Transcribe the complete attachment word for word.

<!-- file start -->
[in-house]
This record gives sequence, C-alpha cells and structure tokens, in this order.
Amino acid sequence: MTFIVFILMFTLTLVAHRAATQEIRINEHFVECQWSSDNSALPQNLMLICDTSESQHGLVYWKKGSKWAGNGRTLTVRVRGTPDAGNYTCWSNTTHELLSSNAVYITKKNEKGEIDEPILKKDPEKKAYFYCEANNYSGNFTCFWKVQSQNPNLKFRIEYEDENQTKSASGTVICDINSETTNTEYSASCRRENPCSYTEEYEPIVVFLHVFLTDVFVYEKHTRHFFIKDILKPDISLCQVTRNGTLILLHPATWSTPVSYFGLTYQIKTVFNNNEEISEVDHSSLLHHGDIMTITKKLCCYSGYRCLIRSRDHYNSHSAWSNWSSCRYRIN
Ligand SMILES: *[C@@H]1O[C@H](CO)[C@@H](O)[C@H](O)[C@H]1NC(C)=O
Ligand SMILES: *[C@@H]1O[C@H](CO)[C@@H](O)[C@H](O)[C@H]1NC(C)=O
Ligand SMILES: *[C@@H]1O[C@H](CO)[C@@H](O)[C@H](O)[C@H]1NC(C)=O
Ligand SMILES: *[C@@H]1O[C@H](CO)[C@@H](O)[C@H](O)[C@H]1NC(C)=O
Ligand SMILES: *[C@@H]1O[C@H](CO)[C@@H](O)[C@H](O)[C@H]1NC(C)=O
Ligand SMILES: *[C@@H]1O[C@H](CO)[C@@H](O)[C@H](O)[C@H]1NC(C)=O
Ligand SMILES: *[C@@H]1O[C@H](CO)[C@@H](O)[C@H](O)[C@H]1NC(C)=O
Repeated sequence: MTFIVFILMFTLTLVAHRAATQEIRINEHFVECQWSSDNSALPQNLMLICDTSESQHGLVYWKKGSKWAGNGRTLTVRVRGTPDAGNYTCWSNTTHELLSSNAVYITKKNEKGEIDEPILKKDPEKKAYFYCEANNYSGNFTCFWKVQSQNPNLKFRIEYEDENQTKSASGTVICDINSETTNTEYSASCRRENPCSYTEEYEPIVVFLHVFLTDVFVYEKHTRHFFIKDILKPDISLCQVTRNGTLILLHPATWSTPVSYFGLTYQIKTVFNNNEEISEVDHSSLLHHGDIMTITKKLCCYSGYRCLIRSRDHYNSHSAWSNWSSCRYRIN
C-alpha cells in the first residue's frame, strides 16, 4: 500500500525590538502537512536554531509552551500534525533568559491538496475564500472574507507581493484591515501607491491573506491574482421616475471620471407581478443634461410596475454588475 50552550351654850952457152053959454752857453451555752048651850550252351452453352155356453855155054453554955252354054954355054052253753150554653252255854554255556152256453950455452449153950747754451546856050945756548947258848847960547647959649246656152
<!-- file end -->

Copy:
[in-house]
This record gives sequence, C-alpha cells and structure tokens, in this order.
Amino acid sequence: MTFIVFILMFTLTLVAHRAATQEIRINEHFVECQWSSDNSALPQNLMLICDTSESQHGLVYWKKGSKWAGNGRTLTVRVRGTPDAGNYTCWSNTTHELLSSNAVYITKKNEKGEIDEPILKKDPEKKAYFYCEANNYSGNFTCFWKVQSQNPNLKFRIEYEDENQTKSASGTVICDINSETTNTEYSASCRRENPCSYTEEYEPIVVFLHVFLTDVFVYEKHTRHFFIKDILKPDISLCQVTRNGTLILLHPATWSTPVSYFGLTYQIKTVFNNNEEISEVDHSSLLHHGDIMTITKKLCCYSGYRCLIRSRDHYNSHSAWSNWSSCRYRIN
Ligand SMILES: *[C@@H]1O[C@H](CO)[C@@H](O)[C@H](O)[C@H]1NC(C)=O
Ligand SMILES: *[C@@H]1O[C@H](CO)[C@@H](O)[C@H](O)[C@H]1NC(C)=O
Ligand SMILES: *[C@@H]1O[C@H](CO)[C@@H](O)[C@H](O)[C@H]1NC(C)=O
Ligand SMILES: *[C@@H]1O[C@H](CO)[C@@H](O)[C@H](O)[C@H]1NC(C)=O
Ligand SMILES: *[C@@H]1O[C@H](CO)[C@@H](O)[C@H](O)[C@H]1NC(C)=O
Ligand SMILES: *[C@@H]1O[C@H](CO)[C@@H](O)[C@H](O)[C@H]1NC(C)=O
Ligand SMILES: *[C@@H]1O[C@H](CO)[C@@H](O)[C@H](O)[C@H]1NC(C)=O
Repeated sequence: MTFIVFILMFTLTLVAHRAATQEIRINEHFVECQWSSDNSALPQNLMLICDTSESQHGLVYWKKGSKWAGNGRTLTVRVRGTPDAGNYTCWSNTTHELLSSNAVYITKKNEKGEIDEPILKKDPEKKAYFYCEANNYSGNFTCFWKVQSQNPNLKFRIEYEDENQTKSASGTVICDINSETTNTEYSASCRRENPCSYTEEYEPIVVFLHVFLTDVFVYEKHTRHFFIKDILKPDISLCQVTRNGTLILLHPATWSTPVSYFGLTYQIKTVFNNNEEISEVDHSSLLHHGDIMTITKKLCCYSGYRCLIRSRDHYNSHSAWSNWSSCRYRIN
C-alpha cells in the first residue's frame, strides 16, 4: 500500500525590538502537512536554531509552551500534525533568559491538496475564500472574507507581493484591515501607491491573506491574482421616475471620471407581478443634461410596475454588475 50552550351654850952457152053959454752857453451555752048651850550252351452453352155356453855155054453554955252354054954355054052253753150554653252255854554255556152256453950455452449153950747754451546856050945756548947258848847960547647959649246656152